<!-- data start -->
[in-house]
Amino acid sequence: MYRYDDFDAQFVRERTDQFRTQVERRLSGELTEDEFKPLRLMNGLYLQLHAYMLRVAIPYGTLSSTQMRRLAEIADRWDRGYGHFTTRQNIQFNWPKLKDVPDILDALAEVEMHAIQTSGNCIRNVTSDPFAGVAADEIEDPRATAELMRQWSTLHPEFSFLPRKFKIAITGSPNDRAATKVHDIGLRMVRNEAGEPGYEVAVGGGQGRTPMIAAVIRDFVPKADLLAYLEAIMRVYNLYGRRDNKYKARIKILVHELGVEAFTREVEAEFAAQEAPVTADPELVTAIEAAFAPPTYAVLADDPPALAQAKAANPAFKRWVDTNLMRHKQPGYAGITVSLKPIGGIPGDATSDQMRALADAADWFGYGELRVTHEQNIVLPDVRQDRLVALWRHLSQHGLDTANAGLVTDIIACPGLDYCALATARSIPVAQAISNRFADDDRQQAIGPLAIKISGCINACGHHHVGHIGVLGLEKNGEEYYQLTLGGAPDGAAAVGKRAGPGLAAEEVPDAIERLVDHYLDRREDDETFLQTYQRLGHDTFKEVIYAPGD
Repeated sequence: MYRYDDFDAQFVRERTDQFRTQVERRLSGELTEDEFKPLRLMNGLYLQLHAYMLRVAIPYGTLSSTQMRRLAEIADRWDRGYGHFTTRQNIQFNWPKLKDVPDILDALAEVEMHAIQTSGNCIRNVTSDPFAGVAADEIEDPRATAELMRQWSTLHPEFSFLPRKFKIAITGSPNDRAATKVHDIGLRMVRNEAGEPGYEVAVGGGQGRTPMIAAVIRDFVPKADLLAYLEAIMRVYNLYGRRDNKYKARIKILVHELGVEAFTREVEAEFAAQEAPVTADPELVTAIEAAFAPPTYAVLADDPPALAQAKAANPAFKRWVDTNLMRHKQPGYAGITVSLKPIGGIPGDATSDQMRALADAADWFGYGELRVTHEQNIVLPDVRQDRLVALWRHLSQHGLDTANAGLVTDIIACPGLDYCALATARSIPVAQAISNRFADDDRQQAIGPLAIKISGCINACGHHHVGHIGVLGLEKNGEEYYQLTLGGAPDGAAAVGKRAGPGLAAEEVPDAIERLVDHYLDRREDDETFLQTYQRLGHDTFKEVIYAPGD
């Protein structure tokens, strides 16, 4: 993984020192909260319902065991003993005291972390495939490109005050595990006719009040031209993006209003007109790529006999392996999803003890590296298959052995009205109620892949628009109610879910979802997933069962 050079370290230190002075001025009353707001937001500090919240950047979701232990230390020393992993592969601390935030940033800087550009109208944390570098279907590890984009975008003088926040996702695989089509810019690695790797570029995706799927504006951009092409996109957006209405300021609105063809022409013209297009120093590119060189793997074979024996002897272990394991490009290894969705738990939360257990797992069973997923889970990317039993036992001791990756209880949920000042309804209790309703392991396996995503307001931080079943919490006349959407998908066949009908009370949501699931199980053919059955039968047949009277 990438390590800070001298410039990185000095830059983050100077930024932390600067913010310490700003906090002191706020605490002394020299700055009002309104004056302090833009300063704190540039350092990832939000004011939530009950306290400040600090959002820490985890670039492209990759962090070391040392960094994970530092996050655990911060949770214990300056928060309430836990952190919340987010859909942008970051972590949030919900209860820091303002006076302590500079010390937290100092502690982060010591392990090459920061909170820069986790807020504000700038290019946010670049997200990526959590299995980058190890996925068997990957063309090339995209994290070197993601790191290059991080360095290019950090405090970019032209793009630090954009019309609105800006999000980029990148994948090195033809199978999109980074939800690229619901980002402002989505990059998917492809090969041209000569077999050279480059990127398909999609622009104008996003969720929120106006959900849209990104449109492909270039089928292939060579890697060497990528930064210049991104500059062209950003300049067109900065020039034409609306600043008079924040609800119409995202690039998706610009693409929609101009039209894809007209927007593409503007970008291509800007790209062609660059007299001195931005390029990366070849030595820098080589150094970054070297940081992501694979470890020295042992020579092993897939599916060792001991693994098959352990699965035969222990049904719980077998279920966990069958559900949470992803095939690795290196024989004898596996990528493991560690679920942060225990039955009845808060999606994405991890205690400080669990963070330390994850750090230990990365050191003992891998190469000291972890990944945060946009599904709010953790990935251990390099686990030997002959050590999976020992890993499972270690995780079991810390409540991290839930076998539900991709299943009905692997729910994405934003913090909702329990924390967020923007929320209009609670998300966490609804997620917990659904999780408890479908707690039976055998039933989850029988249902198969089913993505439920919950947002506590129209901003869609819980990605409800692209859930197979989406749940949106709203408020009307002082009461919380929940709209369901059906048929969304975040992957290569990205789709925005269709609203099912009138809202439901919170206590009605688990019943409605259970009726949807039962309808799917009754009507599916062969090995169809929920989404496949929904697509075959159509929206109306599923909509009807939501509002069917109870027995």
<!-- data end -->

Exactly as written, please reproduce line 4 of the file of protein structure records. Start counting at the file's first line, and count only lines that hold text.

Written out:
């Protein structure tokens, strides 16, 4: 993984020192909260319902065991003993005291972390495939490109005050595990006719009040031209993006209003007109790529006999392996999803003890590296298959052995009205109620892949628009109610879910979802997933069962 050079370290230190002075001025009353707001937001500090919240950047979701232990230390020393992993592969601390935030940033800087550009109208944390570098279907590890984009975008003088926040996702695989089509810019690695790797570029995706799927504006951009092409996109957006209405300021609105063809022409013209297009120093590119060189793997074979024996002897272990394991490009290894969705738990939360257990797992069973997923889970990317039993036992001791990756209880949920000042309804209790309703392991396996995503307001931080079943919490006349959407998908066949009908009370949501699931199980053919059955039968047949009277 990438390590800070001298410039990185000095830059983050100077930024932390600067913010310490700003906090002191706020605490002394020299700055009002309104004056302090833009300063704190540039350092990832939000004011939530009950306290400040600090959002820490985890670039492209990759962090070391040392960094994970530092996050655990911060949770214990300056928060309430836990952190919340987010859909942008970051972590949030919900209860820091303002006076302590500079010390937290100092502690982060010591392990090459920061909170820069986790807020504000700038290019946010670049997200990526959590299995980058190890996925068997990957063309090339995209994290070197993601790191290059991080360095290019950090405090970019032209793009630090954009019309609105800006999000980029990148994948090195033809199978999109980074939800690229619901980002402002989505990059998917492809090969041209000569077999050279480059990127398909999609622009104008996003969720929120106006959900849209990104449109492909270039089928292939060579890697060497990528930064210049991104500059062209950003300049067109900065020039034409609306600043008079924040609800119409995202690039998706610009693409929609101009039209894809007209927007593409503007970008291509800007790209062609660059007299001195931005390029990366070849030595820098080589150094970054070297940081992501694979470890020295042992020579092993897939599916060792001991693994098959352990699965035969222990049904719980077998279920966990069958559900949470992803095939690795290196024989004898596996990528493991560690679920942060225990039955009845808060999606994405991890205690400080669990963070330390994850750090230990990365050191003992891998190469000291972890990944945060946009599904709010953790990935251990390099686990030997002959050590999976020992890993499972270690995780079991810390409540991290839930076998539900991709299943009905692997729910994405934003913090909702329990924390967020923007929320209009609670998300966490609804997620917990659904999780408890479908707690039976055998039933989850029988249902198969089913993505439920919950947002506590129209901003869609819980990605409800692209859930197979989406749940949106709203408020009307002082009461919380929940709209369901059906048929969304975040992957290569990205789709925005269709609203099912009138809202439901919170206590009605688990019943409605259970009726949807039962309808799917009754009507599916062969090995169809929920989404496949929904697509075959159509929206109306599923909509009807939501509002069917109870027995």